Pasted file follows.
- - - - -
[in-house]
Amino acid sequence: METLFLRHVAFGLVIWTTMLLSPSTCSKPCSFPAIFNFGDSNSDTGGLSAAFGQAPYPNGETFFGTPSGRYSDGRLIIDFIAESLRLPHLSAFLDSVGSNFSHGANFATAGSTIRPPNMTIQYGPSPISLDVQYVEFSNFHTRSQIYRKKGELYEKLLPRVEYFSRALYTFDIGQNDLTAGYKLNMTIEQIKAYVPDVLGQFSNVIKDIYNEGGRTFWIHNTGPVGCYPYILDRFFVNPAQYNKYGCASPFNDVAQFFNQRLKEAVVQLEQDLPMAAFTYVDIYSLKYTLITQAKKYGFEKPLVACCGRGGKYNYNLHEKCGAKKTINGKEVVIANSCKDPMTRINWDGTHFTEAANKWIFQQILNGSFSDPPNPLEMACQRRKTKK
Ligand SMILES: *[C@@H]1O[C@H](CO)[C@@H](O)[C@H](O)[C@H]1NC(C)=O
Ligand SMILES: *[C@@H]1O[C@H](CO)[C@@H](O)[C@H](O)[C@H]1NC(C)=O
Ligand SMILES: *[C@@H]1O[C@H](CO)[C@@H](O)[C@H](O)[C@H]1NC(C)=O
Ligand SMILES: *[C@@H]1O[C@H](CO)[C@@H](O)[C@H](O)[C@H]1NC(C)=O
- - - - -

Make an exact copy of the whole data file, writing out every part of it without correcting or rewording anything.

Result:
[in-house]
Amino acid sequence: METLFLRHVAFGLVIWTTMLLSPSTCSKPCSFPAIFNFGDSNSDTGGLSAAFGQAPYPNGETFFGTPSGRYSDGRLIIDFIAESLRLPHLSAFLDSVGSNFSHGANFATAGSTIRPPNMTIQYGPSPISLDVQYVEFSNFHTRSQIYRKKGELYEKLLPRVEYFSRALYTFDIGQNDLTAGYKLNMTIEQIKAYVPDVLGQFSNVIKDIYNEGGRTFWIHNTGPVGCYPYILDRFFVNPAQYNKYGCASPFNDVAQFFNQRLKEAVVQLEQDLPMAAFTYVDIYSLKYTLITQAKKYGFEKPLVACCGRGGKYNYNLHEKCGAKKTINGKEVVIANSCKDPMTRINWDGTHFTEAANKWIFQQILNGSFSDPPNPLEMACQRRKTKK
Ligand SMILES: *[C@@H]1O[C@H](CO)[C@@H](O)[C@H](O)[C@H]1NC(C)=O
Ligand SMILES: *[C@@H]1O[C@H](CO)[C@@H](O)[C@H](O)[C@H]1NC(C)=O
Ligand SMILES: *[C@@H]1O[C@H](CO)[C@@H](O)[C@H](O)[C@H]1NC(C)=O
Ligand SMILES: *[C@@H]1O[C@H](CO)[C@@H](O)[C@H](O)[C@H]1NC(C)=O